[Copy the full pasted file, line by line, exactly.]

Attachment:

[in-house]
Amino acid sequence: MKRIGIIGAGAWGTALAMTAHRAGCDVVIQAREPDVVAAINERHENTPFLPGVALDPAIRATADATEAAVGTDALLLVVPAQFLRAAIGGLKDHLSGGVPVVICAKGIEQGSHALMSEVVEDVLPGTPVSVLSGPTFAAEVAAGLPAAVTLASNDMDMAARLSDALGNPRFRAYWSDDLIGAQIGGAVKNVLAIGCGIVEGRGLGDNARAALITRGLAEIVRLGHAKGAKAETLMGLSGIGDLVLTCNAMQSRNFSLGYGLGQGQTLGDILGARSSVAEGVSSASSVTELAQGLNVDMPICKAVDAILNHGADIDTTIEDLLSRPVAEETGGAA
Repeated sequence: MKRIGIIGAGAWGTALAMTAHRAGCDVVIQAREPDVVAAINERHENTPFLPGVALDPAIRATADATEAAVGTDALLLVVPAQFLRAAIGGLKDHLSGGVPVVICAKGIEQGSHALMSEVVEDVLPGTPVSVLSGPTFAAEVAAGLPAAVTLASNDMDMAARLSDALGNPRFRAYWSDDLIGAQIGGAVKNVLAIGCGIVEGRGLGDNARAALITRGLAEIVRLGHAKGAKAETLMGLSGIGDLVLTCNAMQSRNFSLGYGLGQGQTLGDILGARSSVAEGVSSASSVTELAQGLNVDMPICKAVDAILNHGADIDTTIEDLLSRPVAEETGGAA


[in-house]
Amino acid sequence: MKRIGIIGAGAWGTALAMTAHRAGCDVVIQAREPDVVAAINERHENTPFLPGVALDPAIRATADATEAAVGTDALLLVVPAQFLRAAIGGLKDHLSGGVPVVICAKGIEQGSHALMSEVVEDVLPGTPVSVLSGPTFAAEVAAGLPAAVTLASNDMDMAARLSDALGNPRFRAYWSDDLIGAQIGGAVKNVLAIGCGIVEGRGLGDNARAALITRGLAEIVRLGHAKGAKAETLMGLSGIGDLVLTCNAMQSRNFSLGYGLGQGQTLGDILGARSSVAEGVSSASSVTELAQGLNVDMPICKAVDAILNHGADIDTTIEDLLSRPVAEETGGAA
Repeated sequence: MKRIGIIGAGAWGTALAMTAHRAGCDVVIQAREPDVVAAINERHENTPFLPGVALDPAIRATADATEAAVGTDALLLVVPAQFLRAAIGGLKDHLSGGVPVVICAKGIEQGSHALMSEVVEDVLPGTPVSVLSGPTFAAEVAAGLPAAVTLASNDMDMAARLSDALGNPRFRAYWSDDLIGAQIGGAVKNVLAIGCGIVEGRGLGDNARAALITRGLAEIVRLGHAKGAKAETLMGLSGIGDLVLTCNAMQSRNFSLGYGLGQGQTLGDILGARSSVAEGVSSASSVTELAQGLNVDMPICKAVDAILNHGADIDTTIEDLLSRPVAEETGGAA